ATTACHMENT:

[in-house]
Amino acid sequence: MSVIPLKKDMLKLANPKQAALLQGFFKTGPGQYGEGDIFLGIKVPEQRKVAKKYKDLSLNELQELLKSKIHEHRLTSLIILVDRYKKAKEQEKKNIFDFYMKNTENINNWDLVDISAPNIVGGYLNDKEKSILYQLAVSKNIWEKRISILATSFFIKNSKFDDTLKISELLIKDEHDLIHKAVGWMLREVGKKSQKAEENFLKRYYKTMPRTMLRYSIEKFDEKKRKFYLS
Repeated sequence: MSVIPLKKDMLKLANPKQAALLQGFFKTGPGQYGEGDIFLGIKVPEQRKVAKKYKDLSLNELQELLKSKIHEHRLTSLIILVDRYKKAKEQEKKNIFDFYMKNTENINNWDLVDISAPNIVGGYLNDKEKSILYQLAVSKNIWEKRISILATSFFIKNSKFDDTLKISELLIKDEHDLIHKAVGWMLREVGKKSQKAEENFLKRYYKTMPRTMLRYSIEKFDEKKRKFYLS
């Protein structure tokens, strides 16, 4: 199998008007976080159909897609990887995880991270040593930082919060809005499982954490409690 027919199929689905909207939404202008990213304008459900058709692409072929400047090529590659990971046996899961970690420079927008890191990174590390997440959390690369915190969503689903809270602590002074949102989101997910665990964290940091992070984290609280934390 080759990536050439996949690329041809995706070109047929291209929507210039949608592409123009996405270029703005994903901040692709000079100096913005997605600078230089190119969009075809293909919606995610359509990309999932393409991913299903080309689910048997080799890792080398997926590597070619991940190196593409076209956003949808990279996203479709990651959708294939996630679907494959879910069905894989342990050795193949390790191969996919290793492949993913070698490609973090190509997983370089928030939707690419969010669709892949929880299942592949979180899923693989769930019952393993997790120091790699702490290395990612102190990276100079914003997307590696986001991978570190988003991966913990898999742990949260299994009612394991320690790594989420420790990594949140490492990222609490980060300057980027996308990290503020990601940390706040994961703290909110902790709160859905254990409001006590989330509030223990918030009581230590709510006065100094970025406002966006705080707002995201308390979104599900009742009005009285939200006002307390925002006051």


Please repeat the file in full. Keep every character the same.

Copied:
[in-house]
Amino acid sequence: MSVIPLKKDMLKLANPKQAALLQGFFKTGPGQYGEGDIFLGIKVPEQRKVAKKYKDLSLNELQELLKSKIHEHRLTSLIILVDRYKKAKEQEKKNIFDFYMKNTENINNWDLVDISAPNIVGGYLNDKEKSILYQLAVSKNIWEKRISILATSFFIKNSKFDDTLKISELLIKDEHDLIHKAVGWMLREVGKKSQKAEENFLKRYYKTMPRTMLRYSIEKFDEKKRKFYLS
Repeated sequence: MSVIPLKKDMLKLANPKQAALLQGFFKTGPGQYGEGDIFLGIKVPEQRKVAKKYKDLSLNELQELLKSKIHEHRLTSLIILVDRYKKAKEQEKKNIFDFYMKNTENINNWDLVDISAPNIVGGYLNDKEKSILYQLAVSKNIWEKRISILATSFFIKNSKFDDTLKISELLIKDEHDLIHKAVGWMLREVGKKSQKAEENFLKRYYKTMPRTMLRYSIEKFDEKKRKFYLS
């Protein structure tokens, strides 16, 4: 199998008007976080159909897609990887995880991270040593930082919060809005499982954490409690 027919199929689905909207939404202008990213304008459900058709692409072929400047090529590659990971046996899961970690420079927008890191990174590390997440959390690369915190969503689903809270602590002074949102989101997910665990964290940091992070984290609280934390 080759990536050439996949690329041809995706070109047929291209929507210039949608592409123009996405270029703005994903901040692709000079100096913005997605600078230089190119969009075809293909919606995610359509990309999932393409991913299903080309689910048997080799890792080398997926590597070619991940190196593409076209956003949808990279996203479709990651959708294939996630679907494959879910069905894989342990050795193949390790191969996919290793492949993913070698490609973090190509997983370089928030939707690419969010669709892949929880299942592949979180899923693989769930019952393993997790120091790699702490290395990612102190990276100079914003997307590696986001991978570190988003991966913990898999742990949260299994009612394991320690790594989420420790990594949140490492990222609490980060300057980027996308990290503020990601940390706040994961703290909110902790709160859905254990409001006590989330509030223990918030009581230590709510006065100094970025406002966006705080707002995201308390979104599900009742009005009285939200006002307390925002006051």